The yeast form of the dimorphic fungus Histoplasma capsulatum survives within macrophages after phagocytosis. To do so, it must avoid, inhibit, or resist a variety of toxic oxygen metabolites. Using ferricytochrome c reduction to assay superoxide release, we examined the response of mouse macrophages to the yeast form of various H. capsulatum strains. Doses of zymosan as low as 20 particles per macrophage elicited superoxide, whereas H. capusulatum failed to induce superoxide even at 160 yeast cells per macrophage. This phenomenon was observed with two virulent strains of H. capsulatum (G217B and G186A) and with an avirulent variant of G186A. Over a 15- to 150-min observation period, zymosan stimulated increasing reduction of ferricytochrome c, but H. capsulatum did not. When added concurrently with zymosan, H. capsulatum had no effect on superoxide production. Therefore, H. capsulatum was unable either to inactivate the oxygen radical or inhibit host cell superoxide response to other competent stimuli. Enzymatically generated superoxide reduced ferricytochrome c even in the presence of H. capsulatum, again implying that the organism does not readily inactivate superoxide. This experiment also demonstrated that the yeast did not interfere with the assay used. Thus, rather than inhibiting superoxide generation or inactivating the anion, H. capsulatum yeast cells appear to avoid the toxic effects of superoxide by failing to trigger its release.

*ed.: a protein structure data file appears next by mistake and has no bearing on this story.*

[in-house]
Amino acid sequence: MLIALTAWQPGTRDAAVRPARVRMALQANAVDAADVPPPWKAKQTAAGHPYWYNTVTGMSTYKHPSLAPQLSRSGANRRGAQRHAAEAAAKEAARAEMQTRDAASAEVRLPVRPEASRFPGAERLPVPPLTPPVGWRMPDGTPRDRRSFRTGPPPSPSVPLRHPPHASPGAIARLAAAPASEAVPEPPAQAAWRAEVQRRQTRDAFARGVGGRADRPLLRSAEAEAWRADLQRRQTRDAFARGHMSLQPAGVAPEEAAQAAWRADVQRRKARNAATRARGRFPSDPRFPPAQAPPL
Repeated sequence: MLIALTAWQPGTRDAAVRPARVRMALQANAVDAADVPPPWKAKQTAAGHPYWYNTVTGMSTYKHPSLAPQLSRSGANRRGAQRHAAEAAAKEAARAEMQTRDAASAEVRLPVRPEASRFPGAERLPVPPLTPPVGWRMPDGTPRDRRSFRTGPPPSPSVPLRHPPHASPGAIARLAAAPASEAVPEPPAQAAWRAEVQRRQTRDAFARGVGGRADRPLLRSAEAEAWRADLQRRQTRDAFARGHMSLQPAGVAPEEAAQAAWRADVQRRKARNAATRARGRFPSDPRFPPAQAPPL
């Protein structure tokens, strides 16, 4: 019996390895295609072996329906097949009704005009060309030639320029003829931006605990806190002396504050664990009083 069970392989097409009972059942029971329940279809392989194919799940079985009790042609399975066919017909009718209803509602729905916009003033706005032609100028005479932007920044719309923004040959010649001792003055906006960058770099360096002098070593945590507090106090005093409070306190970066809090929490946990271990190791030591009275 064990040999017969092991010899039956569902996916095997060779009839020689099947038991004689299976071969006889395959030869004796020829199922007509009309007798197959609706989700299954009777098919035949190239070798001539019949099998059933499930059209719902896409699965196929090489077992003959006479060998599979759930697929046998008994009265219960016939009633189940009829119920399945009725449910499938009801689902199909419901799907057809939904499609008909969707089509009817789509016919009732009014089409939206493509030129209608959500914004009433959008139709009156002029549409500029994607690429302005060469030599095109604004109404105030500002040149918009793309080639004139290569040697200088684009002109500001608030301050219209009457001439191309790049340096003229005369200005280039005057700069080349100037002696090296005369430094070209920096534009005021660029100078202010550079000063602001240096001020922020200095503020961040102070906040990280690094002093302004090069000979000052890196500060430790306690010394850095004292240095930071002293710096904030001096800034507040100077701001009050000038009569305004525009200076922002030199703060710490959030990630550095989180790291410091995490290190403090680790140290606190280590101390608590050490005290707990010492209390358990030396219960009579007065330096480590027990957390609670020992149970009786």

|Number of pages||6|
|Journal||Infection and immunity|
|State||Published - Jan 1 1987|